Increasing the number of women in the so-called STEM fields — science, technology, engineering and math — needs to start early, when girls are in middle or even elementary school. And catching their interest requires exciting and engaging experiments — like the activities at the Denver Museum of Nature and Science's Girls and Science Day.
The special event gave more than 10,000 girls the chance to meet women in science and be inspired to seek a science career. Many of the attendees already planned to do that, mentioning marine biologist, astronaut and engineer as their career goal.
To help girls go as far as their dreams, Colleen Carter recruited more than 300 professional women from a variety of fields to the museum, where they volunteered their time to demonstrate what they do.
From birds to space
Girls had a chance to net toy birds, as scientists do with real birds in order to band them and study their behavior.
"We actually put this little device called a radio track on them," field biologist Emily Snode-Brenneman explained, showing how researchers glue it to the bird's back, "and then we can track their movement."
That caught high schooler Annika's attention.
"I think it would be cool to do something working with birds because I've been interested in them for a long time," she said.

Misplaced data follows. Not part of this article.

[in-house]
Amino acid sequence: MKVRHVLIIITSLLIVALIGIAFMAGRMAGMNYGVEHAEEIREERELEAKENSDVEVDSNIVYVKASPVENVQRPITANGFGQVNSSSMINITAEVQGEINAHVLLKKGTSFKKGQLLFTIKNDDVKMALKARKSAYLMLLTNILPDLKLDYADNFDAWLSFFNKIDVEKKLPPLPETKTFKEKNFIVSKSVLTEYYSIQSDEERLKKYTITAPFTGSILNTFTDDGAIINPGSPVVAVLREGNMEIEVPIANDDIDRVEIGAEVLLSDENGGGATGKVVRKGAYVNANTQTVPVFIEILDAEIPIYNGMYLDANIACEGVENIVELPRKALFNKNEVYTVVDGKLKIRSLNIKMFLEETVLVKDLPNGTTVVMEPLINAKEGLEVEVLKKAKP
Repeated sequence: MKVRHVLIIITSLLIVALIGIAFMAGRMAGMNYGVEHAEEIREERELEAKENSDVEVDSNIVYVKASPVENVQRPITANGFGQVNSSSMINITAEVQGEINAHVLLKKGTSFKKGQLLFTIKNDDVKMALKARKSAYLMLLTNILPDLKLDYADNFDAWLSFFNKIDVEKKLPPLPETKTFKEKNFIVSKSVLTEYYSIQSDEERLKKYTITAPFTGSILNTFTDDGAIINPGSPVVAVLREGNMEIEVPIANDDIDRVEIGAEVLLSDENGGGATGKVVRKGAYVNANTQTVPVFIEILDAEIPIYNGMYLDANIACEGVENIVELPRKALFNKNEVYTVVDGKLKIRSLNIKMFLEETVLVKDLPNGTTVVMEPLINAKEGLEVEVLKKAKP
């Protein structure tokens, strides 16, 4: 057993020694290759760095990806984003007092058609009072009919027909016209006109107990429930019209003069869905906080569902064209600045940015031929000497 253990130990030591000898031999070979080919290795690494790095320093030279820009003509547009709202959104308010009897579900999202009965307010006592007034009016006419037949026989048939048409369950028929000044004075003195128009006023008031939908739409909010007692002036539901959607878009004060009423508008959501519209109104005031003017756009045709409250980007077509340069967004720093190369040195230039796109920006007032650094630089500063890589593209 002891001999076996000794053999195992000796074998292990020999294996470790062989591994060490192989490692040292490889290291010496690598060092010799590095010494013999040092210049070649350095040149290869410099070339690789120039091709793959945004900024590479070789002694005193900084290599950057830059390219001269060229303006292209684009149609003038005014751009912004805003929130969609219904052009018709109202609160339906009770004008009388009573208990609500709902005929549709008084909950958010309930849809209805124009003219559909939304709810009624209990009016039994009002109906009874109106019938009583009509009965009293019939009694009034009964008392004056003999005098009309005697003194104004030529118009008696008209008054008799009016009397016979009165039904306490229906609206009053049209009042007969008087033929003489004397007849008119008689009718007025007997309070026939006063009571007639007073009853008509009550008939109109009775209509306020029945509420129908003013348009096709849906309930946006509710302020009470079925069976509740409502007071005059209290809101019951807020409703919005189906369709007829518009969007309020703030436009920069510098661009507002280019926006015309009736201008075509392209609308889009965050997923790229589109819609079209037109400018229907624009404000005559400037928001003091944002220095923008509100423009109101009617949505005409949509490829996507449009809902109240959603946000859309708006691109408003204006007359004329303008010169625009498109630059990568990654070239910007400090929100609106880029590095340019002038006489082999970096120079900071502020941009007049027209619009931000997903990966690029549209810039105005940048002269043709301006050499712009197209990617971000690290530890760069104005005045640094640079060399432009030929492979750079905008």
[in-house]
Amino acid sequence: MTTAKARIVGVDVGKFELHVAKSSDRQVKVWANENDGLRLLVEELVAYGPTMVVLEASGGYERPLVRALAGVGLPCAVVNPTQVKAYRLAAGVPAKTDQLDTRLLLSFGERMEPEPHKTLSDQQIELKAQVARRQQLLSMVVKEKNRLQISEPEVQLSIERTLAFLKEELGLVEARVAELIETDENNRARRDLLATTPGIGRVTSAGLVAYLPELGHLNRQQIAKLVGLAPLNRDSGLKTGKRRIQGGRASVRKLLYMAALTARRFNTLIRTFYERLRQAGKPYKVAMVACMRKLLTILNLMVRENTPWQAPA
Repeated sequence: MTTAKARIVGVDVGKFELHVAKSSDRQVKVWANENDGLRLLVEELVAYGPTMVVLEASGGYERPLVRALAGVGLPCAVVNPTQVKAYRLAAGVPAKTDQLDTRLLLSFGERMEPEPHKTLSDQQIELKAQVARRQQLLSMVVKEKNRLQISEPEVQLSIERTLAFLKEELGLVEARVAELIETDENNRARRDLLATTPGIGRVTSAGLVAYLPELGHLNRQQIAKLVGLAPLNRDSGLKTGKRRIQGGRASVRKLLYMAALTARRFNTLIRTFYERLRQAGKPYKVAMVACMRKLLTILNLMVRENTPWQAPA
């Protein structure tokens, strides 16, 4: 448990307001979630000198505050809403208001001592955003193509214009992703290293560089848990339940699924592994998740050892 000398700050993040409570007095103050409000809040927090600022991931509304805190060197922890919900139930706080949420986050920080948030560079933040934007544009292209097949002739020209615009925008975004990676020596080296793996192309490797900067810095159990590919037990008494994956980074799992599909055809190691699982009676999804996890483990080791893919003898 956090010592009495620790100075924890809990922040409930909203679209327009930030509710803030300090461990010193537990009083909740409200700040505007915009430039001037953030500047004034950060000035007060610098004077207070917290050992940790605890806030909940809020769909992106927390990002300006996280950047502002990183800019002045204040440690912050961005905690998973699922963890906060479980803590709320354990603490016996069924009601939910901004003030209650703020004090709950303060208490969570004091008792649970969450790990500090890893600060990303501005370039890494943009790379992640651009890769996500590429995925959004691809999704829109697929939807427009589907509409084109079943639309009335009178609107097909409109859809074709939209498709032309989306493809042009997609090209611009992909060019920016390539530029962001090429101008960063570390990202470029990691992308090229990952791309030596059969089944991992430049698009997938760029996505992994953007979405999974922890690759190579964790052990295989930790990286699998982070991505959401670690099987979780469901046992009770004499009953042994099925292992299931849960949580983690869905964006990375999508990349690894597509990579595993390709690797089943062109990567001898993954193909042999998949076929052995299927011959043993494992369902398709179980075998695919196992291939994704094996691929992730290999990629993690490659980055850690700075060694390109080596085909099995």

Environmental engineer Daniela Castaneda used glitter in a model that showed how the city filters drinking water.
At another display station, engineer Tinesha Ross showed off a computer circuit board from the International Space Station that needed to be repaired. She told one of the girls examining the board under a microscope, "Keep going to events like this and then you'll get to meet a lot of aerospace engineers in here, and they will help guide you to your career path."
Not all field work
Costume designer Meghan Anderson Doyle explained how the science of geometry helps her create a dress.
"We're going to take these two-dimensional ideas, so drawings and pattern pieces, and we're going to make them into a three-dimensional outfit," she said.
She encouraged the girls around her to attach the flat pieces together, so they formed a dress.
Budding novelist Kayla Mitchiner interviewed Carter about her reasons for organizing the Girls and Science Day.
"Well, first I'm a mom," Carter said. "I have two girls of my own. So it kind of is important to me that girls know they can do anything that they want to do."
Boys were also welcome at the event, despite its name, and, with so many opportunities in science, fifth-grader Lilly said it was OK to share.
"I think that boys should definitely try science even though it's girls’ day, cause science is fun. Really fun," she said.